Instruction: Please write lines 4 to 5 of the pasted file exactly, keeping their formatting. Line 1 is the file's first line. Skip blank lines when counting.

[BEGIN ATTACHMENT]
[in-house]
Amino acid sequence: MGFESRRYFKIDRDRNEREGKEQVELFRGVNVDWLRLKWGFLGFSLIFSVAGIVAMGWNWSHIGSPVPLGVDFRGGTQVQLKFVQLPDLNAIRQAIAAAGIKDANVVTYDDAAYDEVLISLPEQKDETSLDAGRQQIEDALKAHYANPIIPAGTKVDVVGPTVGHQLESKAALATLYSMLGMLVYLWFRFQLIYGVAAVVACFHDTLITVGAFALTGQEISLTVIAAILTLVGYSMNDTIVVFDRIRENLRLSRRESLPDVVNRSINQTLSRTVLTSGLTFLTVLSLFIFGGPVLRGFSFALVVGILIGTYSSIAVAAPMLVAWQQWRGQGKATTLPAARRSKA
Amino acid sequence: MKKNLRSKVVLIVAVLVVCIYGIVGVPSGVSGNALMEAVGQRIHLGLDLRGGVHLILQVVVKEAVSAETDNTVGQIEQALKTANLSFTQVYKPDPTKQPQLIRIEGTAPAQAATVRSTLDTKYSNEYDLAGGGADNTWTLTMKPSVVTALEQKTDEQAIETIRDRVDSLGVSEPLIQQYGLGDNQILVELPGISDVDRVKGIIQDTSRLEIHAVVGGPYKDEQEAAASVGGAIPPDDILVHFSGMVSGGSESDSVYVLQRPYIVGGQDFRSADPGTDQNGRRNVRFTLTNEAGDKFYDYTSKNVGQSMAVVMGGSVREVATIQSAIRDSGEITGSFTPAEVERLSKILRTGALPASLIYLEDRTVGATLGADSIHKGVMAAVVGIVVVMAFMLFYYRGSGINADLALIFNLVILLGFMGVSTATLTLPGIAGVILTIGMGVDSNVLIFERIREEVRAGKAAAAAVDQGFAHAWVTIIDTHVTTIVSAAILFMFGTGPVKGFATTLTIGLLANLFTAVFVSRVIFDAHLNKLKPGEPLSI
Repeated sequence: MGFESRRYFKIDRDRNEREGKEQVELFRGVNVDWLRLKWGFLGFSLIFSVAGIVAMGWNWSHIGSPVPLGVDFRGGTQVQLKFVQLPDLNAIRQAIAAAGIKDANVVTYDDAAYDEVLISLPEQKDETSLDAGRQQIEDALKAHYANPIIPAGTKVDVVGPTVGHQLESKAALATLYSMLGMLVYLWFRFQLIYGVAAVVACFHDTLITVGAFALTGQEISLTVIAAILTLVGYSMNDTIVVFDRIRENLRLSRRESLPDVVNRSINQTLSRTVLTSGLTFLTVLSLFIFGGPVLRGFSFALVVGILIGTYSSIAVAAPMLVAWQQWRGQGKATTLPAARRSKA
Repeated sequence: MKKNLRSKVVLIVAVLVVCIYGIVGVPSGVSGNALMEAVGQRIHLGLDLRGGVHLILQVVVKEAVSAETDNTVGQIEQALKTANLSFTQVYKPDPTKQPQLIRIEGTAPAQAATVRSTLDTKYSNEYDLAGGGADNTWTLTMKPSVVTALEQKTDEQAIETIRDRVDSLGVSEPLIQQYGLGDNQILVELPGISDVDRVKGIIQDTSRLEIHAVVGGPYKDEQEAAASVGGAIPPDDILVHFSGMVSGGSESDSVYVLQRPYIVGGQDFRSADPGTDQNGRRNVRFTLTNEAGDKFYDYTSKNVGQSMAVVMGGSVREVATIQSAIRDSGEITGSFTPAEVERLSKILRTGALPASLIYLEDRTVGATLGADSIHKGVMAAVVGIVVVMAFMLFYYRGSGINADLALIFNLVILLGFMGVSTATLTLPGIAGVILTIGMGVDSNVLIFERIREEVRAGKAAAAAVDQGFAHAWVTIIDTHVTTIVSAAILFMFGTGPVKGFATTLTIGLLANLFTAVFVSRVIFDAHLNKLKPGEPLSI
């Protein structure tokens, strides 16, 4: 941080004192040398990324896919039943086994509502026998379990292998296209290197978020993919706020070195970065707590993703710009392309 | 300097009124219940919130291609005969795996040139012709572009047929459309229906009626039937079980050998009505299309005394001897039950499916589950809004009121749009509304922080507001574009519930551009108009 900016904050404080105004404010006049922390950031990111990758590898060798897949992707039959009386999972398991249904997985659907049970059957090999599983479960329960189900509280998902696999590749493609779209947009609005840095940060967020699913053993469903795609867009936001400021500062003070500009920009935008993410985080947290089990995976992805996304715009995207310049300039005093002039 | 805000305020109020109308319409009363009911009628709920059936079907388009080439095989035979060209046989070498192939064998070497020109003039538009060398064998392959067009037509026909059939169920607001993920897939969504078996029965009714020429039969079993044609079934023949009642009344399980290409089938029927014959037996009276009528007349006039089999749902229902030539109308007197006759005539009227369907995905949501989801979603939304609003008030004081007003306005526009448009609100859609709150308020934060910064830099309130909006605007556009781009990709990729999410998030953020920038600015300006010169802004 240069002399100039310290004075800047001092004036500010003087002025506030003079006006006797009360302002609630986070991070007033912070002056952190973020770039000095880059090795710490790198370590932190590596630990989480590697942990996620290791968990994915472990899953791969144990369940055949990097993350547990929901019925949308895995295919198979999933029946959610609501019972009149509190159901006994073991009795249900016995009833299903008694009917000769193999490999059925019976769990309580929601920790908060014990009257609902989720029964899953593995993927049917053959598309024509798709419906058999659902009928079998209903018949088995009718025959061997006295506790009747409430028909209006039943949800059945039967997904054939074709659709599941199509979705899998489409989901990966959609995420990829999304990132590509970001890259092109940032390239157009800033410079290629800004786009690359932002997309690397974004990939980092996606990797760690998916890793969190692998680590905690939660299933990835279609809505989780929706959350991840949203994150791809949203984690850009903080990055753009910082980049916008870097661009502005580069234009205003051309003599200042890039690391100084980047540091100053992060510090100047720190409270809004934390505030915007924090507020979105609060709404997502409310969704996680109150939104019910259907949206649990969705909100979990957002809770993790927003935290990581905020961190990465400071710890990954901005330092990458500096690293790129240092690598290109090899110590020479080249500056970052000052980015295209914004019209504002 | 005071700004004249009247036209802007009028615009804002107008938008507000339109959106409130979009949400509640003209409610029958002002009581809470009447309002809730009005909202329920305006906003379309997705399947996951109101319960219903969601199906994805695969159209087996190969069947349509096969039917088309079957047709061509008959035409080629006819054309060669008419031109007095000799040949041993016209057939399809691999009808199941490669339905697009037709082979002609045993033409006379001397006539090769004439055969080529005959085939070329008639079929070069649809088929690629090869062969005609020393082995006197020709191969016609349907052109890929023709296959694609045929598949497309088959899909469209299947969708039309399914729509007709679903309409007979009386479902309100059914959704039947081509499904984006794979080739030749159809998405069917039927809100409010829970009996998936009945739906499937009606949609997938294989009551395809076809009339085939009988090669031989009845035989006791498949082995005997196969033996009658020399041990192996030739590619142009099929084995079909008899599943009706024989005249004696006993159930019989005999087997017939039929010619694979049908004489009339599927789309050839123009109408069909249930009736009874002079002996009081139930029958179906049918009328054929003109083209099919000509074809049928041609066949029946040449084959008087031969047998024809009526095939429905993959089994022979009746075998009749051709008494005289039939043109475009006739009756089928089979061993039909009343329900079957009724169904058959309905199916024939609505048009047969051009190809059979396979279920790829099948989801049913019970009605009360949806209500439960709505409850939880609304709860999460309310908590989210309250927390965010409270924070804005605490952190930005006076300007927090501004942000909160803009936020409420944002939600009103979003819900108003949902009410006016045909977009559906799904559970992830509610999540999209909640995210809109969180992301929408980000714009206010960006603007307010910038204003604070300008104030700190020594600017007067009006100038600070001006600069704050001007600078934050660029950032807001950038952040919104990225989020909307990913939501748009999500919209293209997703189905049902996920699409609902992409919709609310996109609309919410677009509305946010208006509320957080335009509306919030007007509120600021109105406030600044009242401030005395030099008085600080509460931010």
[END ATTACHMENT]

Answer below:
Repeated sequence: MGFESRRYFKIDRDRNEREGKEQVELFRGVNVDWLRLKWGFLGFSLIFSVAGIVAMGWNWSHIGSPVPLGVDFRGGTQVQLKFVQLPDLNAIRQAIAAAGIKDANVVTYDDAAYDEVLISLPEQKDETSLDAGRQQIEDALKAHYANPIIPAGTKVDVVGPTVGHQLESKAALATLYSMLGMLVYLWFRFQLIYGVAAVVACFHDTLITVGAFALTGQEISLTVIAAILTLVGYSMNDTIVVFDRIRENLRLSRRESLPDVVNRSINQTLSRTVLTSGLTFLTVLSLFIFGGPVLRGFSFALVVGILIGTYSSIAVAAPMLVAWQQWRGQGKATTLPAARRSKA
Repeated sequence: MKKNLRSKVVLIVAVLVVCIYGIVGVPSGVSGNALMEAVGQRIHLGLDLRGGVHLILQVVVKEAVSAETDNTVGQIEQALKTANLSFTQVYKPDPTKQPQLIRIEGTAPAQAATVRSTLDTKYSNEYDLAGGGADNTWTLTMKPSVVTALEQKTDEQAIETIRDRVDSLGVSEPLIQQYGLGDNQILVELPGISDVDRVKGIIQDTSRLEIHAVVGGPYKDEQEAAASVGGAIPPDDILVHFSGMVSGGSESDSVYVLQRPYIVGGQDFRSADPGTDQNGRRNVRFTLTNEAGDKFYDYTSKNVGQSMAVVMGGSVREVATIQSAIRDSGEITGSFTPAEVERLSKILRTGALPASLIYLEDRTVGATLGADSIHKGVMAAVVGIVVVMAFMLFYYRGSGINADLALIFNLVILLGFMGVSTATLTLPGIAGVILTIGMGVDSNVLIFERIREEVRAGKAAAAAVDQGFAHAWVTIIDTHVTTIVSAAILFMFGTGPVKGFATTLTIGLLANLFTAVFVSRVIFDAHLNKLKPGEPLSI